Thurston column: No man in his right mind
I never gave golf much thought as a young man. Most farmers of my acquaintance back then would have considered it a waste of good pasture land.
But discharged, newly married and a working civilian, I joined a company golf league. I bought some inexpensive clubs, and toiled through that first summer. I discovered that I had a mighty slice — just right for a sharp dogleg to the right, which I almost never ran across. I didnít have a lot of distance, either, and found myself laying up short of water hazards or bunkers instead of risking a clearing shot.
I tried a croquet putter but it didnít help much, and realized, after-the-fact, that I had fallen into the equipment trap that my sonís future father-in-law would describe to me many years later. A serious player himself, he said that many golfers are suckers for the latest club innovation, because they are convinced that it can somehow make up for their lack of real skill. He said this in a nice voice, with his hand on my shoulder, so I knew that nothing personal was intended. I played a few more years, then quit, and didnít do much beyond a little putt-putt with the grandkids.
Then, a few years ago, I retired and took the game back up. I found that I hadnít lost a thing at all during the layoff. I was every bit as bad as before ń which was encouraging in a way. I could only improve.
I began to notice how easy a lot of the old fellows (my age, actually) made things look. They seemed to have almost no backswing, but boasted vintage follow-throughs. The ball would sail out — not terribly far, to be sure — but straight as a string, while I wandered the swamps and backwoods of the rough.
On one outing, my hacking partner and I were joined by one of these veterans playing alone. He was a fine golfer, lived near the course, and played it often.
I had heard that this course was built over an old landfill. Before laying eyes on it, I imagined wispy fumaroles rising from the bunkers, or strange mutant life in the little ponds that dotted it. It turned out to be rather nice, actually, and we asked our new partner about it.
ěYes,î he said ń ěyou rarely run into any evidence that it is over an old landfill, although I will say that after a long wet spell, some rather nasty things come to the surface.î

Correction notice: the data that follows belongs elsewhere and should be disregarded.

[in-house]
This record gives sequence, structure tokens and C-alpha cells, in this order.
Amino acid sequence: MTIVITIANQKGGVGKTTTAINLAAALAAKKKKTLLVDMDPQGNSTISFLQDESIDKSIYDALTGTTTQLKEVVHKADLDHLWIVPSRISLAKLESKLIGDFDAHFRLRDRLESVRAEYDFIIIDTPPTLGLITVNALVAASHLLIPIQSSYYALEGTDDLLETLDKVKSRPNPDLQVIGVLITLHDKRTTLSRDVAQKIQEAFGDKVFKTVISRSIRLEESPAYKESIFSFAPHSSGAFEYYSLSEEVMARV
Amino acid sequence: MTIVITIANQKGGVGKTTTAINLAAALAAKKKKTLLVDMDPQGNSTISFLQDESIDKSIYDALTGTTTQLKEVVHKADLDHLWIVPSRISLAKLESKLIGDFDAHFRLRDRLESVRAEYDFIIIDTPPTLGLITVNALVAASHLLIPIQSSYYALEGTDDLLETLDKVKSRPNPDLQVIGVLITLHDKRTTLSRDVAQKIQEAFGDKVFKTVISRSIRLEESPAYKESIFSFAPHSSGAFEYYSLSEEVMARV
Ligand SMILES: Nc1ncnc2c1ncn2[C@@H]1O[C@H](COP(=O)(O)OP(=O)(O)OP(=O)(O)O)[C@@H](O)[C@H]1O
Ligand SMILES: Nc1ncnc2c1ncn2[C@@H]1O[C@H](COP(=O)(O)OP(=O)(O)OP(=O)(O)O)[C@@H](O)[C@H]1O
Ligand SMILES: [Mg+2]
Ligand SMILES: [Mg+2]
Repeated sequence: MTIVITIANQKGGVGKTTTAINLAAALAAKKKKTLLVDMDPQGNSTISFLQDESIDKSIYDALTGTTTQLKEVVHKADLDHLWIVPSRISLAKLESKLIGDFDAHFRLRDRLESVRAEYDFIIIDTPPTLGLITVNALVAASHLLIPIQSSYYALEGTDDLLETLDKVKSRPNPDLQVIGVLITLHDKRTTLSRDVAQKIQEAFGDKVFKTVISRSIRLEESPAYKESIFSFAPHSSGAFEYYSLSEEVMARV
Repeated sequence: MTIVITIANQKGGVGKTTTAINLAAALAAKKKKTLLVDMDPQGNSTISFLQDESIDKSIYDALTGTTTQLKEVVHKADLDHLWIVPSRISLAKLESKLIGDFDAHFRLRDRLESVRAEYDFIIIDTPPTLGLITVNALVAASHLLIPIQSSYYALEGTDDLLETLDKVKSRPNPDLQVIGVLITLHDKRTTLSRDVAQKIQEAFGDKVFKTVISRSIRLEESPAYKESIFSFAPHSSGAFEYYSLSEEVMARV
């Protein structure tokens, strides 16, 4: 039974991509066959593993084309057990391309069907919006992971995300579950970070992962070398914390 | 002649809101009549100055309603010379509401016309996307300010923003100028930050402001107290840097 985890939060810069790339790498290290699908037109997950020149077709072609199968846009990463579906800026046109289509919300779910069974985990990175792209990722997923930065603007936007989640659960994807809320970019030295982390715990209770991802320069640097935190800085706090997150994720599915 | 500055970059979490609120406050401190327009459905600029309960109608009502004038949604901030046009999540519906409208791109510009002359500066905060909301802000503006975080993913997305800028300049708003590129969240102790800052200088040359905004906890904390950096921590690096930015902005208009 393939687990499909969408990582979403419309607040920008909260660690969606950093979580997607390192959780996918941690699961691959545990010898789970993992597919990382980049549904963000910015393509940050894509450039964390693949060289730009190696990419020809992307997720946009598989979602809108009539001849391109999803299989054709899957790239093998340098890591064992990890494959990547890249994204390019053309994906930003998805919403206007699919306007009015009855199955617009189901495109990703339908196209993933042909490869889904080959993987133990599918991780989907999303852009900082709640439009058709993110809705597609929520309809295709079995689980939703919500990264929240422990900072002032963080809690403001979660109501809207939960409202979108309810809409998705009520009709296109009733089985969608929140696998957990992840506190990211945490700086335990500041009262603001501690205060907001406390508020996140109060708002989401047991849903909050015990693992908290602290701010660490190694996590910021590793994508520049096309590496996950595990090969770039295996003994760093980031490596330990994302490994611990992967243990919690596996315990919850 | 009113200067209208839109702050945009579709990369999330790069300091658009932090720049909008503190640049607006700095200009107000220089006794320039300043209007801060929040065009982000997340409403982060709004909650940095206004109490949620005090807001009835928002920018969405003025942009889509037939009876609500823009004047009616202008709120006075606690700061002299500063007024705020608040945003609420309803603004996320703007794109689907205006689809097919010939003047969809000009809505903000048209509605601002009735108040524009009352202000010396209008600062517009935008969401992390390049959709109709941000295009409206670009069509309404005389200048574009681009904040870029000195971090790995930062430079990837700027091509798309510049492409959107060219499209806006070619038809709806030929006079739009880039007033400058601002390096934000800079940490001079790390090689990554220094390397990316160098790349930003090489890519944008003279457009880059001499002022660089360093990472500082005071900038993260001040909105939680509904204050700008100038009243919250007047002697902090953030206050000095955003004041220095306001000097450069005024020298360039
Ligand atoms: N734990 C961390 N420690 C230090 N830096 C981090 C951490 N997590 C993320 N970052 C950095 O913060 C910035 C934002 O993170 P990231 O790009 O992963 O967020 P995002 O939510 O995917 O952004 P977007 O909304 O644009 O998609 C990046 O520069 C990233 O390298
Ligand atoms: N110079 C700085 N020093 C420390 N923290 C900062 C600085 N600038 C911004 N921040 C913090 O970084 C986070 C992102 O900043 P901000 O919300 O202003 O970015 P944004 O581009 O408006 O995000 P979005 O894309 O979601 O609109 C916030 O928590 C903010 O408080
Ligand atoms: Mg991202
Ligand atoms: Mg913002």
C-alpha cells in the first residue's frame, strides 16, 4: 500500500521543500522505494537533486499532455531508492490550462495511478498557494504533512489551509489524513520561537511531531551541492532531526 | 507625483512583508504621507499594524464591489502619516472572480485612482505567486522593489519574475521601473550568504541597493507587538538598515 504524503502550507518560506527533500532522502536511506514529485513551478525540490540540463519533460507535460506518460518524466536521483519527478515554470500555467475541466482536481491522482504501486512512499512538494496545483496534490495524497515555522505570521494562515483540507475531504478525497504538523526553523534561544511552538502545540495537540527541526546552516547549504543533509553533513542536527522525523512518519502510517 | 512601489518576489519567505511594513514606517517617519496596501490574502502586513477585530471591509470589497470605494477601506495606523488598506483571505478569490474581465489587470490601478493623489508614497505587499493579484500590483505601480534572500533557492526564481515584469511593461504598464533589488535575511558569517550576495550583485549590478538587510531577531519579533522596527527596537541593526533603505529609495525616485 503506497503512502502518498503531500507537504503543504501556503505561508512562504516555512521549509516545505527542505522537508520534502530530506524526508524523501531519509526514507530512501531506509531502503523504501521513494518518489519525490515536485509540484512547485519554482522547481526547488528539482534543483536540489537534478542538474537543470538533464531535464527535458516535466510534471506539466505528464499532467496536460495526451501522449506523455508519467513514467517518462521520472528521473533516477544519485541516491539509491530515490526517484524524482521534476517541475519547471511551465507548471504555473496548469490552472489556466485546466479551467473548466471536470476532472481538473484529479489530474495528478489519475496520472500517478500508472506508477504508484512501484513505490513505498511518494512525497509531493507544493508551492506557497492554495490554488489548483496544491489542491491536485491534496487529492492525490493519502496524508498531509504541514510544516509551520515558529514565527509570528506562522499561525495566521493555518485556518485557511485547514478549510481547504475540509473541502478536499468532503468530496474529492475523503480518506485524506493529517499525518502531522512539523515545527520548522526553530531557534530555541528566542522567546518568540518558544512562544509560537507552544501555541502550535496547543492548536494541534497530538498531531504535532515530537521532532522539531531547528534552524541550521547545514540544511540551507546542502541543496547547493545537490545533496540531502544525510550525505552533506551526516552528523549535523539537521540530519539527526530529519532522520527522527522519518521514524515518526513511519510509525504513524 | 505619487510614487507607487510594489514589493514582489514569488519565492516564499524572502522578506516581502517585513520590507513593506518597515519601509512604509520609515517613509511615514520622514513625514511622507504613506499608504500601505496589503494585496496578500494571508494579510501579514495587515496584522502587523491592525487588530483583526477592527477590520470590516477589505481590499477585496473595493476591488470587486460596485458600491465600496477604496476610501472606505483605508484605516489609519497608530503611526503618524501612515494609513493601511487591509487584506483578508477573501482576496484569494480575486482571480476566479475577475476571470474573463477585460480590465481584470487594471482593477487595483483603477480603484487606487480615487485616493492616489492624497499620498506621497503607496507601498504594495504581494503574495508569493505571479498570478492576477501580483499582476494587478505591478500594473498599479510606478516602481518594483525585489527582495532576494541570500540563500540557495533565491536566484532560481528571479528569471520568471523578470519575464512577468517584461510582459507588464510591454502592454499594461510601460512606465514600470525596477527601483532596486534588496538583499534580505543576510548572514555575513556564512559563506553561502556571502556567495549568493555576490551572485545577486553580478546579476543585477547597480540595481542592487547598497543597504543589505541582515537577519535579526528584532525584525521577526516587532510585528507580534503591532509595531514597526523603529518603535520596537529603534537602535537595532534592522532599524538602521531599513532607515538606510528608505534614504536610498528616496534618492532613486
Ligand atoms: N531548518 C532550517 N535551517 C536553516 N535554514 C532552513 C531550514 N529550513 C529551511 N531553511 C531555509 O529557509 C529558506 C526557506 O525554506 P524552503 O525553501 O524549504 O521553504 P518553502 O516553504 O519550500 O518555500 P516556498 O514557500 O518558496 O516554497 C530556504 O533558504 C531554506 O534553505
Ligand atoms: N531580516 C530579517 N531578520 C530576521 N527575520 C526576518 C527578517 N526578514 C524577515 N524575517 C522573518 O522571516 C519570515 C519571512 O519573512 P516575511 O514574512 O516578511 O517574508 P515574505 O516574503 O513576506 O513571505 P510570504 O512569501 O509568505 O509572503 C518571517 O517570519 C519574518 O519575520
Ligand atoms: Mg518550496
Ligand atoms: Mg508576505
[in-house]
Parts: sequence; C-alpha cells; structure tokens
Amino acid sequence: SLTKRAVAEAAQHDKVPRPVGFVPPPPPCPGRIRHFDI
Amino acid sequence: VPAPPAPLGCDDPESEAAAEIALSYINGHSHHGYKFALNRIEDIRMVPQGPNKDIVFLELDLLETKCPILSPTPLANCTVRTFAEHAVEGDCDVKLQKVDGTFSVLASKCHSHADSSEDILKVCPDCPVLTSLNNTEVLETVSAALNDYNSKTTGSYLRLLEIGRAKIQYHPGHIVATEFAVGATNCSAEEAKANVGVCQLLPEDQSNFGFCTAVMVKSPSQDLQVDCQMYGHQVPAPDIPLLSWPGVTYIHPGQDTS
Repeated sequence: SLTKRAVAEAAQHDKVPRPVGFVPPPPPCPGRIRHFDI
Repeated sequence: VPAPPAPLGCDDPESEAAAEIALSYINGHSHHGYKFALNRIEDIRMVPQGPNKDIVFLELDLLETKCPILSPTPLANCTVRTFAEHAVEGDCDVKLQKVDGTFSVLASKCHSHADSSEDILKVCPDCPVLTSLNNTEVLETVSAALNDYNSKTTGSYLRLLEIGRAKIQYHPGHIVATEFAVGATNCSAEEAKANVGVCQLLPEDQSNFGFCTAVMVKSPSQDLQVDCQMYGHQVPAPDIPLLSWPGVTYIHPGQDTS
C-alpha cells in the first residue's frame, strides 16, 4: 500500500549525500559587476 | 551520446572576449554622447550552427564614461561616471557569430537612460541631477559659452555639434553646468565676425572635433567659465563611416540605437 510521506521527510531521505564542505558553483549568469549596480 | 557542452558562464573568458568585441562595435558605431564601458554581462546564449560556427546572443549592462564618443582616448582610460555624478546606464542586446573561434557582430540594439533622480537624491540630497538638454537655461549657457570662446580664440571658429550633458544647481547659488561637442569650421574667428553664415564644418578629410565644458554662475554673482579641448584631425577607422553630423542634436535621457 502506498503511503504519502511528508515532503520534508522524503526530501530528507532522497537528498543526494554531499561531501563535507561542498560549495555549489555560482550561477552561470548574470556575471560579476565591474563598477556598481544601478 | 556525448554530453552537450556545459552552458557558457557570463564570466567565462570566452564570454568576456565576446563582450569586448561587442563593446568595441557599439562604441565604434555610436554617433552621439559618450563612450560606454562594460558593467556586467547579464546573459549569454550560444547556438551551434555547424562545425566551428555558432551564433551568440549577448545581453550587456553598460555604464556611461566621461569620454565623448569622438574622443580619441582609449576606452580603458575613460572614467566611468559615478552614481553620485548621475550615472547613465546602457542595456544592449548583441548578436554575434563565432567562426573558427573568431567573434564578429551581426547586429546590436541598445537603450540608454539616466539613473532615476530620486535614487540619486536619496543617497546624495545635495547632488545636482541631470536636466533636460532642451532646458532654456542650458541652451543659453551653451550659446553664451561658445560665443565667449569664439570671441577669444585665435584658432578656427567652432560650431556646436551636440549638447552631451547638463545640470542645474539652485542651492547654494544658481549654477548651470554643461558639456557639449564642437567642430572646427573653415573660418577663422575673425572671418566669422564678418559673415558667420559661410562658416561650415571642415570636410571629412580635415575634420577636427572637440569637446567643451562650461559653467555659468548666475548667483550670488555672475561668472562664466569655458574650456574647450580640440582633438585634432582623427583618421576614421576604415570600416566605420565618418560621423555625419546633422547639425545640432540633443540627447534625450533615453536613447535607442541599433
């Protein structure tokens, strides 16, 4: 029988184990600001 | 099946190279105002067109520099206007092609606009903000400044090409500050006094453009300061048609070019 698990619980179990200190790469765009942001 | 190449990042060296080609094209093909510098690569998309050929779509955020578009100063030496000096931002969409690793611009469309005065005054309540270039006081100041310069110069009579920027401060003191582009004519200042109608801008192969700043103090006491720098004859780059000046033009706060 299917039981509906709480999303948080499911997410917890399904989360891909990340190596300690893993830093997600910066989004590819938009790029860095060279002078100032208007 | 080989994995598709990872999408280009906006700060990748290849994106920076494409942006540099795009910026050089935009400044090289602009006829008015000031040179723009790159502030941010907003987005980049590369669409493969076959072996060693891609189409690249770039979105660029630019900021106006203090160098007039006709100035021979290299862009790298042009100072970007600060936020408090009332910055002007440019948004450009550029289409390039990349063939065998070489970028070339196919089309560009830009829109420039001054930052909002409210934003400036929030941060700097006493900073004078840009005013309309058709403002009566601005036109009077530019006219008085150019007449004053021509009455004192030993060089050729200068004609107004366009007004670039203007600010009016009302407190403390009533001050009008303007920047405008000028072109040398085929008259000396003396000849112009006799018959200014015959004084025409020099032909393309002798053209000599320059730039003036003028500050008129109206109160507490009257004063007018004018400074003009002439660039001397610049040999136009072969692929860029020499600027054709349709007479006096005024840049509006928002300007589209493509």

He left us to ponder this, and added, ěI wouldnít hand retrieve any ball I put in a water hazard here, although I once saw a fellow with a fishing rod in his bagÖî No man in his right mind, I thoughtÖbut isnít that true of anyone who plays this game?
Just recently I visited this course again after a week of rain. I planned on hitting a bucket of balls, if the course was too soggy. A soaked, bedraggled player stumbled into the clubhouse as the rains resumed. ěI lost a ball in a sand trap,î he muttered. I thought immediately ń quicksand! I could envision his ball, quivering slightly on the shimmering surface before sinking slowly out of sight ń to join god-knows what other flotsam — murky fathoms down. I couldnít resist a shiver.
But I continue to hunt for golfing buddies who will tolerate ń or compliment — my lousy game and soldier on with me. Not long ago, one joined me at a treacherous little par 3 near Charlotte ń built on both sides of a substantial creek. I lost 6 balls on the front nine. But…I found 3 that had been lost by others! A net minus 3 — not bad for this course, I told myself! Iíll bring some cheaper balls next time!
Hope springs eternal.
Chuck Thurston is semi-retired and lives in Kannapolis, NC. His email address is firstname.lastname@example.org